filed: June 24, 1986.
THEODORE TRIESCHOCK, JR., AND HELEN MAE TRIESCHOCK, HIS WIFE, APPELLANTS,
OWENS CORNING FIBERGLAS COMPANY, INC., LOUISIANA PACIFIC CORP., FORTY-EIGHT INSULATIONS, INC., EAGLE-PICHER INDUSTRIES, INC., OWENS-ILLINOIS, INC., GEORGE V. HAMILTON, INC., KEENE BUILDING PRODUCTS CORP., THE CELOTEX CORP., SUCCESSOR IN INTEREST TO PHILIP CAREY MANUFACTURING COMPANY, PHILIP CAREY CORPORATION, BRIGGS MANUFACTURING COMPANY AND PANACON CORP., ATLAS ASBESTOS CO., LTD., PABCO INSULATION DIVISION OF LOUISIANA-PACIFIC CORP., PITTSBURGH CORNING CORP., COMBUSTION ENGINEERING, INC., ARMSTRONG WORLD INDUSTRIES, INC., JOHNS-MANVILLE CORP. AND GARLOCK GASKET CORP. V. ANCHOR PACKING COMPANY, ARGO PACKING, INC., JOHN-CRANE HOUDAILLE, INC., FLEXITALLIC GASKET CO., INC., GAF CORPORATION, RAYMARK INDUSTRIES, INC., DURABLA MANUFACTURING COMPANY, AND TANNETICS, INC.
Appeal from the Order of the Court of Common Pleas, Allegheny County, Civil Division, at GD No. 84-5810.
William R. Caroselli, Pittsburgh, for appellants.
Kathy K. Condo-Caritis, Pittsburgh, for Pittsburgh Corning, appellee.
Brosky, Olszewski and Popovich, JJ. Popovich, J., notes his dissent.
[ 354 Pa. Super. Page 265]
This appeal is from summary judgment. In dispute here is the trial court's decision that the statute of limitations had run in this "creeping disease" case.*fn1 The disposition of this issue entails consideration of two questions novel in this jurisdiction. First, with what degree of certainty must a plaintiff be aware of a medical condition in order to start the statute of limitations period running? Second, does a tentative, preliminary diagnosis -- insufficient to start the statute running -- activate a duty to make, with due diligence, further enquiries into the cause of his condition? Our answers to these questions, as applied to the facts of this case, require the reversal of the summary judgment.
Appellant,*fn2 Theodore Trieschock, Jr., was employed as a pipefitter and service operator from 1945 to 1982. During this period he was exposed to asbestos.
In March of 1982, after reviewing employee medical screening results, a physician paid by appellant's employer contacted appellant by telephone and told him that he suspected that appellant had asbestosis and that he was scheduled to visit a pulmonary specialist. Appellant went for that examination, and on April 8, 1982 was told by the specialist that he had asbestosis. The instant action was initiated on April 6, 1984.
A two-year statute of limitations applies, 42 Pa.C.S. § 5524. Thus, if that period started to run from the contact with the first physician in March of 1982, the action is not timely. If the statute of limitations period began only with the notification by the specialist, the case was clearly initiated in time.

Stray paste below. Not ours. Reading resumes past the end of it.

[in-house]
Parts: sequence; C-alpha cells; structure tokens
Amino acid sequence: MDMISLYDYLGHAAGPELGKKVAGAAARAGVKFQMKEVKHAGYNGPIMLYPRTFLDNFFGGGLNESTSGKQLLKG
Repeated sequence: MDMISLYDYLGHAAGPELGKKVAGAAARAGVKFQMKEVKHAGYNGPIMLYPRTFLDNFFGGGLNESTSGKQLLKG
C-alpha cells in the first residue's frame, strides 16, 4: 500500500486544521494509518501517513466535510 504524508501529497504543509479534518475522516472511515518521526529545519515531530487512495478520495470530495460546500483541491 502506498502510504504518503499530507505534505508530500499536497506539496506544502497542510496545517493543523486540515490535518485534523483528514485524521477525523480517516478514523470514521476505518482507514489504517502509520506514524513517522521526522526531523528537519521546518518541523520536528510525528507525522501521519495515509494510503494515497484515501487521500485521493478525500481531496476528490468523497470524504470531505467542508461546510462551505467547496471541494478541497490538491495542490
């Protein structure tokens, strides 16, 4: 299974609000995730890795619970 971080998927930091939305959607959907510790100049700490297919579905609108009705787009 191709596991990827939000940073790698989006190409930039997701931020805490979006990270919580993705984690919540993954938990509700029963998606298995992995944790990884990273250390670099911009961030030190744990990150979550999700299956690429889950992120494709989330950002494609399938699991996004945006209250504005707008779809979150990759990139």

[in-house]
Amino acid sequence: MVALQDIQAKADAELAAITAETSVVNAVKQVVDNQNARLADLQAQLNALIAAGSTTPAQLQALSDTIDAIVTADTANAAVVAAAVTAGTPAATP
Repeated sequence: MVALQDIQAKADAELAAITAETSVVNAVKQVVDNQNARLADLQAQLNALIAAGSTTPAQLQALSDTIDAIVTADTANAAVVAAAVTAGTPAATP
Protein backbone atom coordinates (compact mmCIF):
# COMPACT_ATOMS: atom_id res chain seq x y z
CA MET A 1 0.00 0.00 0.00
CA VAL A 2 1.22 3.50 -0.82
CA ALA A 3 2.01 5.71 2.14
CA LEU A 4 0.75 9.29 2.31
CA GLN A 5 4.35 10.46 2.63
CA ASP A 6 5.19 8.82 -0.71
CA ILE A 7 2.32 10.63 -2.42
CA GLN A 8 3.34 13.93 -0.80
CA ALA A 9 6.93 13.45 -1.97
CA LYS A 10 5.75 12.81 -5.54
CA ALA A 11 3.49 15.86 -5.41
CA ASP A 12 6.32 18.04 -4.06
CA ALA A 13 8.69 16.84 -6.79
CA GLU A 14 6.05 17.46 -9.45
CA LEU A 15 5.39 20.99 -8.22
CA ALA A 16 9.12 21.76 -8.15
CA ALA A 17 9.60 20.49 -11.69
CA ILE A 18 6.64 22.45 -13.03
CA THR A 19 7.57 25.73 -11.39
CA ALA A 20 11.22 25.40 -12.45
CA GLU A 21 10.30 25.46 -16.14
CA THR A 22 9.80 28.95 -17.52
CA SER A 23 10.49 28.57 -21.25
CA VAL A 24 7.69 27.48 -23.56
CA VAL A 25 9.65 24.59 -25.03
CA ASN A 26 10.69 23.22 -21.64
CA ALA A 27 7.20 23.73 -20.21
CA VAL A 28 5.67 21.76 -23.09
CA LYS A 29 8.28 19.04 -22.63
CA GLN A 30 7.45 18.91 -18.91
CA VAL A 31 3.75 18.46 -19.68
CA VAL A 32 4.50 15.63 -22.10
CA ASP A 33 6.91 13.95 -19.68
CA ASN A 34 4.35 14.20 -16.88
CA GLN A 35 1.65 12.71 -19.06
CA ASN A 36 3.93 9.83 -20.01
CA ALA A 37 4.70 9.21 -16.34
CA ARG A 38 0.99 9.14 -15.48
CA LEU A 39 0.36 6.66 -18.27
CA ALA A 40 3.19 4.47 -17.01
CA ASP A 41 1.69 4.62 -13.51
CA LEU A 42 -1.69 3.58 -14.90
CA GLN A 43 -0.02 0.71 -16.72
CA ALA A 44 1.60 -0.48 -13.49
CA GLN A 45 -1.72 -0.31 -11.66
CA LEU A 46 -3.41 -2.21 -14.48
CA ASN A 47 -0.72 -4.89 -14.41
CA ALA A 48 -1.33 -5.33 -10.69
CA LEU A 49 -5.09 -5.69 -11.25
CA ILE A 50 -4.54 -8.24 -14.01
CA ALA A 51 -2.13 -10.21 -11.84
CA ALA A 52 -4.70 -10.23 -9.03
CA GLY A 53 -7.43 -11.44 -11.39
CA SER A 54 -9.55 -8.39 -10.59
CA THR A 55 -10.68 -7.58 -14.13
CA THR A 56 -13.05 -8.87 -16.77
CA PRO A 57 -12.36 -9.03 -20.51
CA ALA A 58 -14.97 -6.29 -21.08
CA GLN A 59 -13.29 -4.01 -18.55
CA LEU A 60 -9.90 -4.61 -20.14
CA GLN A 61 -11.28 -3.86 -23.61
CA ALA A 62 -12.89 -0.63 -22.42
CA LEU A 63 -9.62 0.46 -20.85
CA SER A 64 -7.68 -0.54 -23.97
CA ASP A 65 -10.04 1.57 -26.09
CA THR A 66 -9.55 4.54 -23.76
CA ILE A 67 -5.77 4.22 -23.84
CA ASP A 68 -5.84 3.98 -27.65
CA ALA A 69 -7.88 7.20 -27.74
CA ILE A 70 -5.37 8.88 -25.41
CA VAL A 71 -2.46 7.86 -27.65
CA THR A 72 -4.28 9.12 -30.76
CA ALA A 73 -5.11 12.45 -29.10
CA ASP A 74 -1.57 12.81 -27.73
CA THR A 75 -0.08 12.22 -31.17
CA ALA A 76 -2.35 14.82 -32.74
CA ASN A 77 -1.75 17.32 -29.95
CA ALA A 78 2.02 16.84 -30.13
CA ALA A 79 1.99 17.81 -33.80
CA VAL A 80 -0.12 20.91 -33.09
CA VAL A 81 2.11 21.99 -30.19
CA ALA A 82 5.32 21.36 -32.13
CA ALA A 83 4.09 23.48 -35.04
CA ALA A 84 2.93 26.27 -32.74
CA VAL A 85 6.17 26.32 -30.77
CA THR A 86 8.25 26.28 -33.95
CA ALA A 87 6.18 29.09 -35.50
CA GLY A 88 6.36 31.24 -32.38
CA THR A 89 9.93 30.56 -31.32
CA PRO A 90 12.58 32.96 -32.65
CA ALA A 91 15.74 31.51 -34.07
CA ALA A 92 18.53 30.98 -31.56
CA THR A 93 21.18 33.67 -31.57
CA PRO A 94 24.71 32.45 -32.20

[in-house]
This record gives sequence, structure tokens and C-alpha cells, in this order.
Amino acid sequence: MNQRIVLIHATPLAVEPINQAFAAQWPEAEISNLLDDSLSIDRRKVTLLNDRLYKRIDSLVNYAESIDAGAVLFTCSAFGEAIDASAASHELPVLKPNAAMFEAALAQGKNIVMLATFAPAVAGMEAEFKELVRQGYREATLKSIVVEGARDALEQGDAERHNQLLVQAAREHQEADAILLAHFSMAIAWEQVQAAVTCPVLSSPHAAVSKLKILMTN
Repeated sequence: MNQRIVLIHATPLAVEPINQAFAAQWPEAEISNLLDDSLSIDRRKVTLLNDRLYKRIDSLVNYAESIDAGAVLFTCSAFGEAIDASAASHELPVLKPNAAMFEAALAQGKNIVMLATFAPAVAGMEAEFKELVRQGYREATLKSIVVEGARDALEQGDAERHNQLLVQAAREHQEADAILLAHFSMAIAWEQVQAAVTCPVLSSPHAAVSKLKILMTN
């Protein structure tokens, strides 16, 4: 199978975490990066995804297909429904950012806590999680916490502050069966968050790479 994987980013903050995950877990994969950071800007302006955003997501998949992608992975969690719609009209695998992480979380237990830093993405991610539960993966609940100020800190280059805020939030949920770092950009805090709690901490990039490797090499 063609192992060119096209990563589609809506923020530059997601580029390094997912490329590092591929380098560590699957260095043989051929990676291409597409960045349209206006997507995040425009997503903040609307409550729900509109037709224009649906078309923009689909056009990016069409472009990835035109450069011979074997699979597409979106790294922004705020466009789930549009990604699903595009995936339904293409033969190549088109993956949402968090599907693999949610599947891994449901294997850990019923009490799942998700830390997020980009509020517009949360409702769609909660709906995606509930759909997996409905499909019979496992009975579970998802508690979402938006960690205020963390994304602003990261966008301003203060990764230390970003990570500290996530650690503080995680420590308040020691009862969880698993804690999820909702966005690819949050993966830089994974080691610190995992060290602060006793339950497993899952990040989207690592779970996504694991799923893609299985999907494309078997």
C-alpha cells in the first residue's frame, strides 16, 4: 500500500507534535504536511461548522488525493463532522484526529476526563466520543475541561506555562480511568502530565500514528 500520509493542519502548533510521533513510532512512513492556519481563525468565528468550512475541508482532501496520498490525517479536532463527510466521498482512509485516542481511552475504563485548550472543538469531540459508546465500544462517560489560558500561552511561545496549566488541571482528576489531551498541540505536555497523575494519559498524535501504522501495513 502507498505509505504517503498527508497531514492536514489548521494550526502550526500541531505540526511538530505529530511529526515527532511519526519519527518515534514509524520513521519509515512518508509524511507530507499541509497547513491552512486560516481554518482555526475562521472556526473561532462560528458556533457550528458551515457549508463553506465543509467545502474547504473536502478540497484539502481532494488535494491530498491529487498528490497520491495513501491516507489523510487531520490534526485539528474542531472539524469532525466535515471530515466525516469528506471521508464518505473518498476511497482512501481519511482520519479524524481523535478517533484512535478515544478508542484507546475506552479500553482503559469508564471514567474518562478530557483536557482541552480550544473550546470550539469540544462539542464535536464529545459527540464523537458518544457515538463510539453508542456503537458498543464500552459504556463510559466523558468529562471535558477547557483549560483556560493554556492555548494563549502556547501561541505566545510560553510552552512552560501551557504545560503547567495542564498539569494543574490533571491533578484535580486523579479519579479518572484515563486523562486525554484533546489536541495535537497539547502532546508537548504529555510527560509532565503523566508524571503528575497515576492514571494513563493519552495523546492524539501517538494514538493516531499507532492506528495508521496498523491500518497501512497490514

As a general principle, the statute of limitations begins to run in a tort case when the cause of action accrues. When
[ 354 Pa. Super. Page 266]
the cause of action accrues is, of course, quite apparent when a collision forms the grounds for the suit. But when the injury is, as here, due to a "creeping disease," developing for years without symptoms after the exposure to the causative agents, that date is simply not ascertainable. Accordingly, this Court has fashioned a distinct rule for such cases: "We find that the statute of limitations begins to run in 'creeping disease' cases when the plaintiff knows, or reasonably should know: (1) that he has been injured, and (2) that his injury has been caused by another party's conduct." Cathcart v. Keene, 324 Pa. Super. 123, 136, 471 A.2d 493, 500 (1984).
The question before us then is whether the fact that appellant was told that asbestosis was suspected would establish, as a matter of law, that appellant knew, or should have known, that he had asbestosis, an "injury." The case law in this Commonwealth has not treated a situation with these facts, but two other jurisdictions have done so. A case out of Arizona, Mead v. American Smelting Refining Co., 1 Ariz.App. 73, 399 P.2d 694 (1965), concerned the timeliness of a Workmen's Compensation claim. The statute of limitations provision in force provided that "the time starts to run when the injury becomes manifest or when the claimant knows or in the exercise of reasonable diligence should have known that he had sustained a compensable injury . . . ." Id. 399 P.2d at 697. This test is sufficiently similar to the Cathcart test to justify consideration of the legal effect of a preliminary diagnosis in that state.
In Mead the worker had been informed by physicians of certain breathing disorders, but those physicians did not consider them to be serious. Holding that such a situation did not activate the worker's duty to file a claim, the court wrote: